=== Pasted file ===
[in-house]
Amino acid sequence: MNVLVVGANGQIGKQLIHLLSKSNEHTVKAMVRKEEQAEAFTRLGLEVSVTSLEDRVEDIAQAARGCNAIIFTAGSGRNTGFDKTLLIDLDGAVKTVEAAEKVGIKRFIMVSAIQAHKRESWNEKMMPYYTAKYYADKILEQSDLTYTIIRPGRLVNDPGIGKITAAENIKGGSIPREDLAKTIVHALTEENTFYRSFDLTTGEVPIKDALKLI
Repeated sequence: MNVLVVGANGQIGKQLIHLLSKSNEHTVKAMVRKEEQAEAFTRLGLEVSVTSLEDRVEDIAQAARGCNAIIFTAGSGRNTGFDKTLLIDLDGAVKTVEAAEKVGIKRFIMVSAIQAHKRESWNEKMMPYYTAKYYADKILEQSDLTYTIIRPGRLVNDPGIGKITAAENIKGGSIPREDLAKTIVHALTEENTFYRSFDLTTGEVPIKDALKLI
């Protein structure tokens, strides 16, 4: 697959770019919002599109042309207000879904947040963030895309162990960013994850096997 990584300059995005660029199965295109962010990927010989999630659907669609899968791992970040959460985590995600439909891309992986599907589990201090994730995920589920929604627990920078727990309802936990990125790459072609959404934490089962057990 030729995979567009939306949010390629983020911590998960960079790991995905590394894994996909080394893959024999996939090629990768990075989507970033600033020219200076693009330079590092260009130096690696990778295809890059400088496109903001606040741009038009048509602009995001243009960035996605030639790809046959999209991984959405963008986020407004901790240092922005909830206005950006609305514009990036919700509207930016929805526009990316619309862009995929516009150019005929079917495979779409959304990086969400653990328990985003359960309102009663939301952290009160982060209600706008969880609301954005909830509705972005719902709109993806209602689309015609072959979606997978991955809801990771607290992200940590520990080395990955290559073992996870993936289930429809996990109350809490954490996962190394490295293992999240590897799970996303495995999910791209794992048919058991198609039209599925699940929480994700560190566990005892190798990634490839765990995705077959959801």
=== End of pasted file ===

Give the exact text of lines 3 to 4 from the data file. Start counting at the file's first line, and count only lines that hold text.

Repeated sequence: MNVLVVGANGQIGKQLIHLLSKSNEHTVKAMVRKEEQAEAFTRLGLEVSVTSLEDRVEDIAQAARGCNAIIFTAGSGRNTGFDKTLLIDLDGAVKTVEAAEKVGIKRFIMVSAIQAHKRESWNEKMMPYYTAKYYADKILEQSDLTYTIIRPGRLVNDPGIGKITAAENIKGGSIPREDLAKTIVHALTEENTFYRSFDLTTGEVPIKDALKLI
């Protein structure tokens, strides 16, 4: 697959770019919002599109042309207000879904947040963030895309162990960013994850096997 990584300059995005660029199965295109962010990927010989999630659907669609899968791992970040959460985590995600439909891309992986599907589990201090994730995920589920929604627990920078727990309802936990990125790459072609959404934490089962057990 030729995979567009939306949010390629983020911590998960960079790991995905590394894994996909080394893959024999996939090629990768990075989507970033600033020219200076693009330079590092260009130096690696990778295809890059400088496109903001606040741009038009048509602009995001243009960035996605030639790809046959999209991984959405963008986020407004901790240092922005909830206005950006609305514009990036919700509207930016929805526009990316619309862009995929516009150019005929079917495979779409959304990086969400653990328990985003359960309102009663939301952290009160982060209600706008969880609301954005909830509705972005719902709109993806209602689309015609072959979606997978991955809801990771607290992200940590520990080395990955290559073992996870993936289930429809996990109350809490954490996962190394490295293992999240590897799970996303495995999910791209794992048919058991198609039209599925699940929480994700560190566990005892190798990634490839765990995705077959959801």